214-131 Water Street
Vancouver, BC V6B 4M3
Executive Director: Devon Page
Board Chair: Cathy Wilkinson

Charitable Reg. #: 13474 8474 RR0001
Sector: Environment
Operating Charity

Social Results Reporting

Grade: B-

The grade is based on the charity's public reporting of the work it does and the results it achieves.

Financial Transparency

Audited financial statements for current and previous years available on the charity's website [ Audited financial statement for most recent year ]

Program Cost Coverage

Funding Reserves Program Costs

Spending Breakdown

Full-time staff #45

Avg. Compensation $75,488

Top 10 Staff Salary Range

$350k + 0
$300k - $350k 0
$250k - $300k 0
$200k - $250k 0
$160k - $200k 0
$120k - $160k 1
$80k - $120k 3
$40k - $80k 6
< $40k 0
Information from most recent CRA Charities Directorate filings for F2015

About Ecojustice :

After the Exxon Valdez oil spill in March 1989, Canadian lawyer Stewart Elgie worked with the American Sierra Club Legal Defence Fund (SCLDF) to hold Exxon and the US government responsible for the disaster. Inspired by the SCLDF model of using law to protect the environment, Elgie brought the model to Canada. In 1990, he founded the Sierra Legal Defence Fund, now named the Ecojustice Society of Canada.

Ecojustice operates in Vancouver as the only charity in Canada that addresses environmental issues solely in the courtroom. Among the charity's staff are legal experts, who: speak out against corporate projects that threaten public health and the Canadian environment; support projects that protect wilderness and wildlife; and shed light on the negative effects industrial energy corporations have on the Canadian and global climate.

2015 marked the 25th year of operations for Ecojustice. To celebrate, the charity released a special Victory Report that covers its top 25 major achievements since 1990. One mentioned achievement is the cancellation of the Sumas Energy 2 power plant in 2010. The plant was estimated to produce hundreds of tonnes of air pollutants annually. Following Ecojustice's courtroom win, the funding company abandoned the project. A more recent win in 2013 was against Nestle Canada. Nestle planned to take more than one million liters of freshwater daily from Hillsburgh, Ontario. The company was set to do so after the provincial government lifted restrictions on water extraction. Ecojustice helped clients challenge the decision to lift restrictions. Before the government even reviewed the decision, Nestle withdrew its request for restriction exemption.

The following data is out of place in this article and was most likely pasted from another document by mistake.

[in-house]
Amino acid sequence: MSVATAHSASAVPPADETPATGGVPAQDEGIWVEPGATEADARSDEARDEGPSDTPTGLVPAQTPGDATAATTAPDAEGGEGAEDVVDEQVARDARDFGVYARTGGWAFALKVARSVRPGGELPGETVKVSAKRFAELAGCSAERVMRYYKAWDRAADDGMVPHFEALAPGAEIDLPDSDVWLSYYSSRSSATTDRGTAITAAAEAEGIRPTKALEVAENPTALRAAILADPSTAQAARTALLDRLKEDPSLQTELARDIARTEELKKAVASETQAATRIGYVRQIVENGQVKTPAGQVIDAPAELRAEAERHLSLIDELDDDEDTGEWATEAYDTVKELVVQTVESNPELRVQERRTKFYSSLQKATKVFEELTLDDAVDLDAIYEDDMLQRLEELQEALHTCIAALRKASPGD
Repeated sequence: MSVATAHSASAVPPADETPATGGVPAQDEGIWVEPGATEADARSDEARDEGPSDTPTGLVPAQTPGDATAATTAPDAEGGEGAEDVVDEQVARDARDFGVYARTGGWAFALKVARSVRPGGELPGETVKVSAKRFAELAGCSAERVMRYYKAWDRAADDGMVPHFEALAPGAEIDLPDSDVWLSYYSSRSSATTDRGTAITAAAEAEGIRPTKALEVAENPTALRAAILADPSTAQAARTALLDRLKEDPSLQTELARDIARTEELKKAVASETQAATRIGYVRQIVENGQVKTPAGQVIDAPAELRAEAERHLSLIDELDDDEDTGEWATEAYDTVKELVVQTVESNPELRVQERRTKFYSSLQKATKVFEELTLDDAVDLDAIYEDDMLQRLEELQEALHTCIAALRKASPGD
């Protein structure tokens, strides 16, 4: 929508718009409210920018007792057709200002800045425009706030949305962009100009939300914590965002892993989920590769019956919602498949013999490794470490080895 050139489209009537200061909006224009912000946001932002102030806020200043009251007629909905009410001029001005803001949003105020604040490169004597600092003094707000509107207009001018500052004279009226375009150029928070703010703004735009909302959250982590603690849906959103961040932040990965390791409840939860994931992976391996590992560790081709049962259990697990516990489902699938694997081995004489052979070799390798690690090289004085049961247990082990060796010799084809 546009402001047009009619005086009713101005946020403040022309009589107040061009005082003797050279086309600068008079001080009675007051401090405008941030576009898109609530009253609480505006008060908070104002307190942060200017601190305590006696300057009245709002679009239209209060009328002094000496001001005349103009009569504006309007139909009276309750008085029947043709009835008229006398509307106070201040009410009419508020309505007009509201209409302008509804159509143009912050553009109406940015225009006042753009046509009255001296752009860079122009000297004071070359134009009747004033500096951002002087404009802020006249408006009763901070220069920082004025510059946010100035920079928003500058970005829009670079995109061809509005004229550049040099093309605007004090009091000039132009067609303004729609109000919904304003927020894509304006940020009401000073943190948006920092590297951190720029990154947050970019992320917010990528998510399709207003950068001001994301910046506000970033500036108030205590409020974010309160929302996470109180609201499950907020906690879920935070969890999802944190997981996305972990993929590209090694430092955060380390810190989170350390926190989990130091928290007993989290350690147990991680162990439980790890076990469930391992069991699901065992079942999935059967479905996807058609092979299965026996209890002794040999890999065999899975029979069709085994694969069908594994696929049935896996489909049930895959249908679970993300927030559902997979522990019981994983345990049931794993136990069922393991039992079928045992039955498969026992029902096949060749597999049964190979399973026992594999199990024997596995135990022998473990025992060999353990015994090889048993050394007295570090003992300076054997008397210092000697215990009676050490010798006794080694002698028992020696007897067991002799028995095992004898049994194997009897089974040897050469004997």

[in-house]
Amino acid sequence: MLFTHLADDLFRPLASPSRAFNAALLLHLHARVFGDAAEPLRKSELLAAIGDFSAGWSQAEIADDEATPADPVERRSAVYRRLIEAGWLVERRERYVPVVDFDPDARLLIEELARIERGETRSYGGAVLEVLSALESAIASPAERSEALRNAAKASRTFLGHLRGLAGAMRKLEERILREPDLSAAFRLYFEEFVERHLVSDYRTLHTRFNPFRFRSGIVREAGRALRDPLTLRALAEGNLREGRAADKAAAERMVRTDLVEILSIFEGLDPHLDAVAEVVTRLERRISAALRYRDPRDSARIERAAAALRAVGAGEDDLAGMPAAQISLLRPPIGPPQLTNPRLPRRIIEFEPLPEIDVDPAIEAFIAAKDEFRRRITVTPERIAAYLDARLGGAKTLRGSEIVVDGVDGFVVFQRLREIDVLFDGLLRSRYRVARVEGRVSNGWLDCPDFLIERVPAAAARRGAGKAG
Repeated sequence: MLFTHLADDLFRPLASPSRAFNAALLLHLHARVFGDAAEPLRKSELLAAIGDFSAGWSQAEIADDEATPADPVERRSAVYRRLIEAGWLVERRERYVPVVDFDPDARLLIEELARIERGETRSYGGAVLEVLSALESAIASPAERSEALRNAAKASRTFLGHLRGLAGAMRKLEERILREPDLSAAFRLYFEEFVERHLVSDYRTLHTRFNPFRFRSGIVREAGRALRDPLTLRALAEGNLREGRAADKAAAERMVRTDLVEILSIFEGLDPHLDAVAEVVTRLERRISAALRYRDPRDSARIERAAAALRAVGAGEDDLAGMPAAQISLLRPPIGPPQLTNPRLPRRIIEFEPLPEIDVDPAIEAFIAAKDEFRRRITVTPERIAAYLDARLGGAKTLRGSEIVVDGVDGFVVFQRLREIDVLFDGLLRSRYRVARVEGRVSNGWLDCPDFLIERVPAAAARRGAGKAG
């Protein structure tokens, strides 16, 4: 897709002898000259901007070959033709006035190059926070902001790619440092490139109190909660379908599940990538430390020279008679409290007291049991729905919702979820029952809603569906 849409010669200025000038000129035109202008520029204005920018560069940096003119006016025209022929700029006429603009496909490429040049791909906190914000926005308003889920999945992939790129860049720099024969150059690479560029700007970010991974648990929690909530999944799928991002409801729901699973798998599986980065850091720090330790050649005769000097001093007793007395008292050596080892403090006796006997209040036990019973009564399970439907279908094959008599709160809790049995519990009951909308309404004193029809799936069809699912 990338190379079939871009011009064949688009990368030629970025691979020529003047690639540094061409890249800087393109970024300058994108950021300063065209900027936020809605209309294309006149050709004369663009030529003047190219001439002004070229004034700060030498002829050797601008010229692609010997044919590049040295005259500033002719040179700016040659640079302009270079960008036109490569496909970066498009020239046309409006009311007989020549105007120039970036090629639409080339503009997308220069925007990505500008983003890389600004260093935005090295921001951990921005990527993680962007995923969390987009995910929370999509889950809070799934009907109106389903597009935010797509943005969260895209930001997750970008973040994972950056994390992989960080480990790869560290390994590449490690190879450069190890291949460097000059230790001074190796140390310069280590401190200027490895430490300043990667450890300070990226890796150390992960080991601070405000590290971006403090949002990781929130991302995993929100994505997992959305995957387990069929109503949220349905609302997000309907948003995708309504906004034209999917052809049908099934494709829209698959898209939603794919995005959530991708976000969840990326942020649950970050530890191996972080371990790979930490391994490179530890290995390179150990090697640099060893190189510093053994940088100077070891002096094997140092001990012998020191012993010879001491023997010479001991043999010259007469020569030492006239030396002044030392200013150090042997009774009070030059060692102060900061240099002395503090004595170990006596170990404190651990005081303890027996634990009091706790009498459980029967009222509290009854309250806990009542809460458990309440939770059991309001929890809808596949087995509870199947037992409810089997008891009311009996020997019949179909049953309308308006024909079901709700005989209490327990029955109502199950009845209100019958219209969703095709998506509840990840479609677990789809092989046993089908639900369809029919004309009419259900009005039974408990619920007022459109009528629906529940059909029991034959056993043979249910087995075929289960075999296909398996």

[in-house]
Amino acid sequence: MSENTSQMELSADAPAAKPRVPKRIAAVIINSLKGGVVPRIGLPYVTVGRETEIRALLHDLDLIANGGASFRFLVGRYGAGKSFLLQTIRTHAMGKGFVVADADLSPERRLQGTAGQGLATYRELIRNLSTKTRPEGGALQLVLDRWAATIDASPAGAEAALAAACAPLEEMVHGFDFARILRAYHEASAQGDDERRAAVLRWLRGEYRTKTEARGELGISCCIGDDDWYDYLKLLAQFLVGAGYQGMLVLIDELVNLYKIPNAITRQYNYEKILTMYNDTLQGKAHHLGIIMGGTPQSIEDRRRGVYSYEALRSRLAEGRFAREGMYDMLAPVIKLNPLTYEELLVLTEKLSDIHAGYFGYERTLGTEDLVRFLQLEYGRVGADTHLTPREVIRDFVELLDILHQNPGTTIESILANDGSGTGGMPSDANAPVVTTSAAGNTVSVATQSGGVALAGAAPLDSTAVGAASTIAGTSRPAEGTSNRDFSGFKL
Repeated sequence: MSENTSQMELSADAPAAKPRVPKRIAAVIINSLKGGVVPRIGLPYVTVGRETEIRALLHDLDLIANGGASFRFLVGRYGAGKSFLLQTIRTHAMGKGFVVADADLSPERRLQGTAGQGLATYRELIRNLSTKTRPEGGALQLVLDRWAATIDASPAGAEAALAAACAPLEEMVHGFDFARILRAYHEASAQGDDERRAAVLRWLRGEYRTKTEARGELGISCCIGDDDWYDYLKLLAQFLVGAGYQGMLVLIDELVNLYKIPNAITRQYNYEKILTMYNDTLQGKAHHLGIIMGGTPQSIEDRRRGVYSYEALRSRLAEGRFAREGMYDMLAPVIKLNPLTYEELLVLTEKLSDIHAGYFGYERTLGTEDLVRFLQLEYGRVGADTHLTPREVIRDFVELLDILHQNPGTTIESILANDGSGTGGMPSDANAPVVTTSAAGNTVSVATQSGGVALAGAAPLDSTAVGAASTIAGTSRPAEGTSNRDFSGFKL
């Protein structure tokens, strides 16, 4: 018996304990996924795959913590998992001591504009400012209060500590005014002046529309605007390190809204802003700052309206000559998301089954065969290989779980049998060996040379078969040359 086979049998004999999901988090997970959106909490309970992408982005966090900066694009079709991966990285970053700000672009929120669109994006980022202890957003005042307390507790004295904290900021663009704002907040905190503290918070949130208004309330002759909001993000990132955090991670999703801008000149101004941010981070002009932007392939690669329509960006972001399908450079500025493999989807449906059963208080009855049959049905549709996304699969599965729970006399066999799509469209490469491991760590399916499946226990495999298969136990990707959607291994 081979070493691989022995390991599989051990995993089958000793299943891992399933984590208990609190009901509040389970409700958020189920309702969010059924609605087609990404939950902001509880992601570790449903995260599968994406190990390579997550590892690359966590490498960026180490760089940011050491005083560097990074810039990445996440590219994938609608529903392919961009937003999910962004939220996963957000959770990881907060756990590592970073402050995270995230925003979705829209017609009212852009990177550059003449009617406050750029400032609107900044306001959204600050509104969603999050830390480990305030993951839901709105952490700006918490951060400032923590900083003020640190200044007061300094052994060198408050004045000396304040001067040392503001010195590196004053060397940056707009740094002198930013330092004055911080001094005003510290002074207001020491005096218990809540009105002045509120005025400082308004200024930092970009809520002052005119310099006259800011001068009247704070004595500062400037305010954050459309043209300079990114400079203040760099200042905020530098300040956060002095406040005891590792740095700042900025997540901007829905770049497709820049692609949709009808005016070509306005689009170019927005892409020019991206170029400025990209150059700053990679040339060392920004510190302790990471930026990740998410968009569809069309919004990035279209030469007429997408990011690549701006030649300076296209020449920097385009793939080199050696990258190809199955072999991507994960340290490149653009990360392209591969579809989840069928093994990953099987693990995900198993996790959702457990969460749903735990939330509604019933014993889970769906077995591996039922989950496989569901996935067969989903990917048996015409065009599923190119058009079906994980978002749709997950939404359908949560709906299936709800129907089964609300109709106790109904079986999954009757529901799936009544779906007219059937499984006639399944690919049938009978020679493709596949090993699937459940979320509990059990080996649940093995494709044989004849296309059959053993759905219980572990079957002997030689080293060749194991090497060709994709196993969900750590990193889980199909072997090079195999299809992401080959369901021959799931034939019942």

Financial Review:

Ecojustice is a medium-sized charity with donations of $4.4m in F2015. Administrative costs are 11% of revenue and fundraising costs are 23% of donations, which fall withinCi's reasonable range for overhead spending. Funding reserves of $3.7mcover 1 year ofprogram costs in F2015.The charity does not report any donor-endowed funding reserves.

This charity report is an update that is being reviewed by Ecojustice. Changes and edits may be forthcoming.

Updated on May 17, 2016 by Katie Khodawandi.

Financial Ratios

Fiscal year ending October
Administrative costs as % of revenues 11.4%11.6%13.8%
Fundraising costs as % of donations 23.2%18.8%22.1%
Program cost coverage (%) 101.1%116.1%83.2%

Summary Financial Statements

All figures in $000s
Donations 4,3864,9133,862
Goods in kind 0050
Investment income 1317873
Other income 7158511,002
Total revenues 5,2325,8424,987
Program costs 3,6823,2523,272
Administrative costs 583670679
Fundraising costs 1,016925855
Other costs 784750
Cash flow from operations (125)947131
Funding reserves 3,7243,7772,721
Note: Allocation of expenses is taken from Ecojustice’s T3010 filing to the CRA. Amortization of capital assets is removed from administrative, fundraising and program costs using allocation rates based on proportion of total expenses. International donations of $454k in F2015, $501k in F2014 and $686k in F2013 have been included in other revenue.

Comments added by the Charity:

Fundraising costs are 21% of all charitable donations.

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